That heavy meal of rich and spicy foods may have been delicious but you might not think it was worth it afterward if heartburn sets in. Heartburn or acid ingestion is a burning sensation in the lower chest accompanied by a sour acid taste in the mouth. The feeling can last for minutes or hours and is usually worse you’re lying down or bending over. If heartburn occurs frequently, it can lead to esophagitis, an inflamed lining of the esophagus, or be the first sign of a bleeding ulcer.
Heartburn causes Heartburn occurs when stomach acids back up into the esophagus, which can cause irritation. Certain foods can worsen heartburn, including spicy foods, tomato products, chocolate and alcohol. Smoking, pregnancy, being overweight and taking certain medications also exacerbate heartburn.
Heartburn symptoms Signs of heartburn include a burning feeling in the chest and bitter taste in the throat. If heartburn occurs more than twice a week, it may be a sign of gastroesophageal reflux disease (GERD), a more serious condition that occurs when the muscles at the end of your esophagus do not close tightly enough allowing the stomach contents to back up into the esophagus.
Heartburn diagnosis/tests If heartburn persists or is causing you a lot of pain, see your doctor who will check you out for the underlying cause. If you experience pain in your chest that doesn’t follow eating or drinking, it may be due to something more serious such as a heart attack or angina. If your doctor suspects that’s the case, she’ll run tests to rule out a heart condition. If your condition appears to be due to stomach acids, your doctor may want to do a barium meal to investigate; it involves drinking a liquid called barium solution which is visible on an X-ray of your chest and stomach to help pinpoint the cause of the problem. Your doctor may also suggest a procedure called endoscopy; a long tube is pushed down your esophagus to give her a better look. She may take a tissue sample to biopsy during this procedure.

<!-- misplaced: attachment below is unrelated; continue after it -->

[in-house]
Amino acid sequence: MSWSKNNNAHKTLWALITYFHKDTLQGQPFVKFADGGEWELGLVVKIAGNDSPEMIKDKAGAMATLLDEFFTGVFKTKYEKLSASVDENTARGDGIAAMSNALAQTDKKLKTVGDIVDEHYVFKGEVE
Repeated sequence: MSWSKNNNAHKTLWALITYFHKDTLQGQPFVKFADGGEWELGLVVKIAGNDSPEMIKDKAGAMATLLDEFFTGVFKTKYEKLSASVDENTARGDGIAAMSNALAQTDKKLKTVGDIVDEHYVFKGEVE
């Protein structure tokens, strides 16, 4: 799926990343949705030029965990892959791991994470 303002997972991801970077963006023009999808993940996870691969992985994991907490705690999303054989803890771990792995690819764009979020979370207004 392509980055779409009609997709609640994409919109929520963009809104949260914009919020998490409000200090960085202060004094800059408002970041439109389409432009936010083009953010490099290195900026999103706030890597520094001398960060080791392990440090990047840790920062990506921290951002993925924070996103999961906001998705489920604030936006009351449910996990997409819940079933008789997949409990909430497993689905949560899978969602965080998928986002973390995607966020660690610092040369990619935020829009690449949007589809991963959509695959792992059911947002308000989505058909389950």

Heartburn treatment Antacids provide short-term relief for heartburn by reducing the acids your stomach produces. Other medications, such as acid blockers, can also help heartburn. People with GERD may need stronger medications or surgery to reduce symptoms.
Heartburn prevention Making these healthy changes may guard against heartburn:
• Avoid overeating and lose weight if you’re overweight.
• Avoid smoking, fried foods, alcohol, sodas, caffeinated coffee, spicy foods, citrus fruits and juices and tomato-based foods.
• Do not lie down for two or three hours after eating and avoid strenuous activity.
• If you regularly experience heartburn, take an antacid before eating to avoid symptoms.
More info from Chatelaine
Two views: Heartburn